The preacher says, “ tell me what law of nature could be violated in the resurrection of Jesus from the dead?" I answer, that there would indeed have been an express law of nature violated by that event, if it had taken place; a law which no man living ever saw violated. We have daily experience, that no animated being, when once really dead, is ever again brought to life ; por ought any person to believe that Jesus was raised from the dead, on the hearsay testimony of such ignorant and superstitious authors as the evangelists. They did not see him rise, and they contradict one another in almost every particular concerning that reported event. The preacher asks, ' have you yet proved that the apostles did not declare that they saw Jesus alive after he was dead and buried? Or have you yet proved, that when they declared this, they declared a falsehood, though the declaration was made in the certain prospect of rousing the prejudices of the world against them, and of incurring certain misery and death itself?” I answer, that as Christians assert that the apostles saw Jesus alive after he was dead and buried, they are bound to prove that these men said so; we have no proof that even these ignorant and superstitious apostles declared any such thing; we have only the inconsistent relations of four ignorant writers that they saw himtwo of these writers were not apostles, and could only learn the story from others, two only are said to have been apostles, but we are uncertain whether they wrote these stories or not; and their contradictions renders their testimony unworthy of credit. We have not declarations by all the apostles individually that they witnessed these things; but even if we had separate original affidavits, in the hand writing of all the apostles, that they saw Jesus rise from the grave, and saw him often alive after he was risen ; they ought not to be believed, in direct opposition to the known laws of nature, even though that declaration had been made in the certain prospect of rousing the prejudices of the world against them, and of incurring certain misery and death itself; their superstitious zeal, and the hopes of eternal felicity in a fu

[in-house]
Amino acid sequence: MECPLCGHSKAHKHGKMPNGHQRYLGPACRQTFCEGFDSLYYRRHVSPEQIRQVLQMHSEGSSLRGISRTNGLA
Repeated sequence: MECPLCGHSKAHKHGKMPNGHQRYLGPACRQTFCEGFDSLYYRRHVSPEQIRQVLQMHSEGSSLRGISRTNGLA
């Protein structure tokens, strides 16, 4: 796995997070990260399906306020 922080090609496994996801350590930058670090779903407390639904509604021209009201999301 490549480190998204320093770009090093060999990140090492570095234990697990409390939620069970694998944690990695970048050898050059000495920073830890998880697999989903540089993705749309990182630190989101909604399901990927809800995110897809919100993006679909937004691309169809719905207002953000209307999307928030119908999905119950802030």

ture life for spreading the doctrines of Jesus on earth, appear to have made them venture their lives to propagate this doctrine, in the same manner as the superstitious zeal of the followers of Mahomet made them venture their lives to propagate and support that which he evidently taught.
The preacher says, “ have you yet explained how, if they were a body of impostors, they would ever think of selecting for the founder of their faith, one who died a death more ignominous than that which is in the present day inflicted by the hangman. I answer, that I do not think above one or two of the first Christians were imposters and selected their founder. Sincere but ignorant men and very superstitious as were the first deluded, they did not select their founder, but believed a story that their original teacher suffered death unjustly*. A story was afterwards raised (like many other stories of Ghosts) that he was seen alive again after he was dead and buried, and the circumstances of his cruel death and reported appearance after it, made a deep impression on the minds of his followers and caused them to think that he was a supernatural being. The mind of man is prone to superstition, and fond of the marvellous; the more frightful a story is, it is believed among ignorant people the more fervently, and if connected with religion it is embraced with uncommon devotion : but zeal and devotion prove nothing. I have heard many a story about ghosts and apparitions better told and attested, and as firmly believed, as this of the resurrection and appearances of Jesus after his death; and have been threatened with hell for doubting them; although unconnected with Christianity. The mass of mankind are guided much more by their passions in all things than by their reason, and in matters of religion, reason is generally condemned; they are so driven on by superstitious fears, that they dare not examine the foundation of religion.